Radiotherapy Improves Cure Rate in High-Risk Prostate
by William J. Catalona, M.D.
radiotherapy improves the chances for cancer-free
survival in prostatectomy patients whose pathology
report shows adverse findings.
of adverse findings are the extension of cancer cells
through the capsule of the prostate, to the surgical
margins of resection, or into the seminal vesicles.
margins of resection are the very outer edges of the
surgical specimen, the interface between the tissue that
was removed and that left behind.
vesicles are attached to the prostate like Mickey Mouse
store the semen. They are removed along with the
are a frequent area of early local spread of prostate
value of postoperative radiotherapy has been
controversial, but my recent studies published in CA-A
Cancer Journal for Clinicians and recent studies by Dr.
Richard Valicenti reported in the International Journal
of Radiation Oncology, Biology, & Physics provide
evidence of its effectiveness.
radiotherapy (adjuvant radiotherapy) is controversial
because not all patients with adverse pathological
findings will have tumor recurrence.
In fact, only about 20% to 30% of patients with
tumor extension beyond the prostate or other measurable
surgical margins associated with low or moderate Gleason
grade tumors subsequently will have rising PSA levels. Therefore, many of these patients opt to be followed while
monitoring their PSA levels.
rates are higher (50% to 85%) in men with high-grade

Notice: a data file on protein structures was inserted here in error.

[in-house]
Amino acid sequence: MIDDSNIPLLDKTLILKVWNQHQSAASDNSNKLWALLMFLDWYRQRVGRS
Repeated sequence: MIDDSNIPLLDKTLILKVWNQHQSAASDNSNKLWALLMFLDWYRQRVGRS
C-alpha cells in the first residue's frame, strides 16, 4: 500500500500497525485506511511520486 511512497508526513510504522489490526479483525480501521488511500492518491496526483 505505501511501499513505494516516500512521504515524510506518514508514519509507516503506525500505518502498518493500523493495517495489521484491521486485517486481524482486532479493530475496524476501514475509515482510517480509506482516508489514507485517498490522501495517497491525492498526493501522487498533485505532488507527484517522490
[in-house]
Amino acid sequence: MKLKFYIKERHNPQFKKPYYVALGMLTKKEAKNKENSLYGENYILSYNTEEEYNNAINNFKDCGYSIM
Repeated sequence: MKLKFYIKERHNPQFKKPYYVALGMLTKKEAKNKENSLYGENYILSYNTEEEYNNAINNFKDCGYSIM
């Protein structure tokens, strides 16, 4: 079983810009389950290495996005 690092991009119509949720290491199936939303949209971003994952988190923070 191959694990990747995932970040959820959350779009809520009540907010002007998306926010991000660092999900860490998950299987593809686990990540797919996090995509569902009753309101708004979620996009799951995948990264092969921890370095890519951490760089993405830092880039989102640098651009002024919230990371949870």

tumors, seminal vesicle invasion, or lymph node
higher-risk patients are also more likely to develop
metastases in other places, rather than local recurrence
in the "bed" of the prostate.
theoretical advantage of radiotherapy three to six
months after surgery is that it is more likely to be
successful when the tumor is smaller, before the PSA
begins to rise. The downside is that it may be over-treatment with
unnecessary side effects for patients who will never
have tumor recurrence, and it may be inadequate
treatment for those whose tumor has already spread to
sites away from the prostate.
patient has to be involved in the choice of whether or
not he wants the postoperative radiotherapy.
It usually hinges on how much he fears the
potential side effects of radiotherapy.
The risks of radiation therapy after prostate
cancer surgery include a 3% to 4% rate of permanent
injury to the rectum (causing rectal bleeding, diarrhea,
and rectal urgency) or the bladder (causing bladder
bleeding, urinary urgency, and a small capacity bladder)
and a 50% risk of damage to the neurovascular bundles
resulting in delayed impotency.
from a cancer control standpoint, it's always safest to
go ahead with the radiation in patients whose pathology
report after a radical prostatectomy shows adverse
findings. Increasing evidence suggests that giving radiotherapy before
the PSA level rises about 1 is preferable.
results show a 10% to 20% higher likelihood of
maintaining an undetectable PSA level in patients with
all types of adverse pathologic finds and all Gleason
my series, in patients who elected to delay receiving
radiotherapy until their PSA level rose, 68% had an
undetectable PSA following radiotherapy.
Of patients whose PSA level was still detectable
after surgery or who had rising levels within six months
of surgery, 33% had undetectable PSA levels after
the first group, the PSA levels became undetectable
after surgery and only after a long time did they begin
to creep up. This
group is a relatively favorable one for radiation
the second group, the levels either did not become
undetectable after surgery or they began to rise very
soon after surgery.
This group is a less favorable one that is more
likely to have distant metastases.
Valicenti and associates recently reported that at four
years after surgery, 88% of the patients who had the
radiotherapy also had undetectable PSA levels, compared
to 55% of the patients who did not have the auxiliary
Valicenti's studies also suggest that a higher radiation
dose (64.8 Gy) produces better results than lower